Skip to main content

Every car powered by a series of small explosions, that is, internal combustion, needs some sort of fuel. However, not all fuels are alike, as evidenced by some cars operating best on lower-grade fuels, while sports cars may require premium fuel for peak performance. Additionally, motorsports use specific fuels you won’t encounter at your local gas station, including NASCAR.  

How is racing fuel different from standard gasoline?

While filling up, you’ve undoubtedly noticed different octane ratings available at consumer gas pumps. In the U.S., these are generally 87 for “regular” grade, 89-90 for midgrade and 91-93 for “premium” grade. A fuel’s octane rating denotes its stability, which matters in an engine as more stability can reduce knocking—premature ignition of the fuel in an engine or the igniting of unburned fuel—which can lead to serious engine wear or mechanical issues. 

A higher octane rating provides more stability, and when mixed with more oxygen, these fuels increase horsepower output for cars with higher RPMs and compression ratios. 

Effectively, through a higher octane rating, and sometimes with the addition of methanol, oxygenates, or other additives, race cars can produce higher power output and better efficiency, absolute requirements in motorsports.

Most motorsports fuel blends wouldn’t be reasonable in your family SUV—or they might not even work to propel the car in some cases—as these are designed to provide pinnacle performance under certain guidelines and for use with select engines. 

Sunoco fuel is the official partner of NASCAR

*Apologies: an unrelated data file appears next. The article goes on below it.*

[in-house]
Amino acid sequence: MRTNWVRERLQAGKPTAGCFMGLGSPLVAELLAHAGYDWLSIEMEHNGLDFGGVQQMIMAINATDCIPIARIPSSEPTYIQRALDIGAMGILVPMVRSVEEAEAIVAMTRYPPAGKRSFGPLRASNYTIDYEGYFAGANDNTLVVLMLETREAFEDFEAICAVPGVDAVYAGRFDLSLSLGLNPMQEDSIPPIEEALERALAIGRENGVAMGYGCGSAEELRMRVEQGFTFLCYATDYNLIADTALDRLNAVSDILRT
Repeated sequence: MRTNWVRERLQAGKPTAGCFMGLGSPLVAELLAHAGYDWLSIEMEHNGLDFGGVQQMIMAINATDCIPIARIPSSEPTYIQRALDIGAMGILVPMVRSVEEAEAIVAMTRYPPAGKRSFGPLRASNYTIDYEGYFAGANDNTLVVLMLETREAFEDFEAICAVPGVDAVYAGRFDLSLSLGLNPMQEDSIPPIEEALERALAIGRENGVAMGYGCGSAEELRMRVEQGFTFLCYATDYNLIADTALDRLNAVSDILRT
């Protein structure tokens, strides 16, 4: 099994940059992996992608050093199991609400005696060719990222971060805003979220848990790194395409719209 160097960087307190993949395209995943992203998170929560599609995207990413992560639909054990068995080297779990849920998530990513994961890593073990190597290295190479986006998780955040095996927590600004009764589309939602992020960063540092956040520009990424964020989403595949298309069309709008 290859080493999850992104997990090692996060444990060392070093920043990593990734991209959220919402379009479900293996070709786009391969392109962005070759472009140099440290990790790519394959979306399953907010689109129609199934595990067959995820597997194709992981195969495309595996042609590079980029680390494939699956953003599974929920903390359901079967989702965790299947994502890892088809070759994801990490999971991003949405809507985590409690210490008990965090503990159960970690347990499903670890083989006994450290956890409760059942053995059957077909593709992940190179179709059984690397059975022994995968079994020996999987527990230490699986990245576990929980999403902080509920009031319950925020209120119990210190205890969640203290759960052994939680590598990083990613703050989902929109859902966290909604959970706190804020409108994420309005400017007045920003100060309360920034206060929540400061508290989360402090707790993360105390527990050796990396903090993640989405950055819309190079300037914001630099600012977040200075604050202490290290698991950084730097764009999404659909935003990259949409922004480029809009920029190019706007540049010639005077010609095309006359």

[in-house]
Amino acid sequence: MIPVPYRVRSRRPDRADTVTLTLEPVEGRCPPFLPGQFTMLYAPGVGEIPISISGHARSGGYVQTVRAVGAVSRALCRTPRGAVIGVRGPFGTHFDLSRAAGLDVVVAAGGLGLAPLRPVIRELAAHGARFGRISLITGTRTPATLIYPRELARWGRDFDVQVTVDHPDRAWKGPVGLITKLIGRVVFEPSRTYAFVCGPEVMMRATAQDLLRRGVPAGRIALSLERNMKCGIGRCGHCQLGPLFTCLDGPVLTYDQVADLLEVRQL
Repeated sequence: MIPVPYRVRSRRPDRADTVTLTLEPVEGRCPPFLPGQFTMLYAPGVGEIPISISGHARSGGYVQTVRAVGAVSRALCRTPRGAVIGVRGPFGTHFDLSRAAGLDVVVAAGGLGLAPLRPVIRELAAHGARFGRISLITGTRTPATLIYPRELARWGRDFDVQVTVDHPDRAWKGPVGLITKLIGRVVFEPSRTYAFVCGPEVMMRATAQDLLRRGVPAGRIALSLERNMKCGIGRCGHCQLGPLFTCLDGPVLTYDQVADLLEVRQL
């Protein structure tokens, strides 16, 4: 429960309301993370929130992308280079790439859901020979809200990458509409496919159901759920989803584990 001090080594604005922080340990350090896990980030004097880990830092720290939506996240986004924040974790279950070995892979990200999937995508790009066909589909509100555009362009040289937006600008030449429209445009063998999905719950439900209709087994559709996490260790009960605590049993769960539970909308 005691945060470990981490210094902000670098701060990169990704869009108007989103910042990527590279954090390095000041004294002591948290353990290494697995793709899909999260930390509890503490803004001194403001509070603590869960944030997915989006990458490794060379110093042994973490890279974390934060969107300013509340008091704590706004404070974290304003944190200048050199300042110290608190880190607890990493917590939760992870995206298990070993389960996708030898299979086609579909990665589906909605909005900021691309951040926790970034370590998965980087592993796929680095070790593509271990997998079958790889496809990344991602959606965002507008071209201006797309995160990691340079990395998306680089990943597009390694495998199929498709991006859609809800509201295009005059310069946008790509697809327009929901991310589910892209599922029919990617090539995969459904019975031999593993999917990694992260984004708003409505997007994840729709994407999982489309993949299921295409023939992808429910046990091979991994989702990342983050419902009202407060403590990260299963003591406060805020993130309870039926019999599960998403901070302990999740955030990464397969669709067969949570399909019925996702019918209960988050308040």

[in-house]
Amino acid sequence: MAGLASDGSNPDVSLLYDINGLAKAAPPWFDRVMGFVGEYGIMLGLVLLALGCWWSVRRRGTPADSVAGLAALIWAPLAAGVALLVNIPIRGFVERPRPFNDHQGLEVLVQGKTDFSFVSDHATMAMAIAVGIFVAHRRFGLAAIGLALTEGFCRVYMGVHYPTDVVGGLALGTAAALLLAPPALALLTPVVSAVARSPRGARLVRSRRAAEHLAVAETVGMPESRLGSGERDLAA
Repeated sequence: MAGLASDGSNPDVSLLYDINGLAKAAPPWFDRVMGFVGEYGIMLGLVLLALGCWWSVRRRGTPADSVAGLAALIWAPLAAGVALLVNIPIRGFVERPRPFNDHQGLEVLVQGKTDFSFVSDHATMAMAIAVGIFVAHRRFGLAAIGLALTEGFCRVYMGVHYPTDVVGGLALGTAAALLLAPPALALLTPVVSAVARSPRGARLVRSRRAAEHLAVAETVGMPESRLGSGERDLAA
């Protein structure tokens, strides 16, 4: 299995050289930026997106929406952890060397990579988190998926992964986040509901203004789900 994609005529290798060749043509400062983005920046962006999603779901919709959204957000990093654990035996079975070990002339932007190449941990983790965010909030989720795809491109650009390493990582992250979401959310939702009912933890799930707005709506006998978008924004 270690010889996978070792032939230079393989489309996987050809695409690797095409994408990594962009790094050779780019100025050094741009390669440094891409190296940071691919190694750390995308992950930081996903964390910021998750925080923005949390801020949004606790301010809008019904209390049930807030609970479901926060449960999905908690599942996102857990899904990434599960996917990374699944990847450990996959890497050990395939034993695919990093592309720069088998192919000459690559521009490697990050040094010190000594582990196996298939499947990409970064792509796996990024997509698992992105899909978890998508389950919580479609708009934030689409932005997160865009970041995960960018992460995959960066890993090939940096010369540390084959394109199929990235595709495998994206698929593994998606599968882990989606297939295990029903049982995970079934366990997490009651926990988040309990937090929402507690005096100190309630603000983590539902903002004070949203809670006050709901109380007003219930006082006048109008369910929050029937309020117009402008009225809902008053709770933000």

Sunoco, which was founded in 1920 in Ardmore, Pennsylvania, has served as the official fuel provider of NASCAR since 2004. As such, Sunoco is the exclusive fuel provider for the NASCAR Cup, Xfinity and Craftsman Truck Series. 

Since 2011, Sunoco Green E15 has powered all top three series of NASCAR. Green E15 has a 98-octane rating and includes 15% volume corn-based ethanol and about 5% oxygen for increased performance.

Sunoco claims the fuel also produces about 20% less carbon emissions than previous fuels used by the racing organization. Interestingly enough, the “green” in Green E15 isn’t a marketing term. Green E15’s color is actually green. 

How much fuel do NASCAR races consume?

The fuel cell or gas tank in a NASCAR Cup Series car is 18 gallons, but as anyone who has ever watched a race knows, that is far from enough to power cars the hundreds of miles traversed during a race. 

How much fuel a NASCAR car uses during a race depends on a myriad of factors, including the track, the racing conditions, temperature, race strategies or whether the car is “drafting” or running at the front of the pack.

However, any way you slice it, NASCAR cars aren’t exactly fuel sippers. Typically, NASCAR race cars get about 2-5 miles per gallon, Flow Racers notes. As such, each car may consume over 100 gallons during a 500-mile race. Multiply this figure by 36 cars, the average field for the 2023 season, and several thousand gallons of Green E15 will be used during the race. 

Using 3,500 gallons consumed during a typical race, and over the course of a 36-week season, the NASCAR Cup Series could use about 126,000 gallons of racing fuel annually. That’s a lot of green.


What Happens During a NASCAR Pit Stop?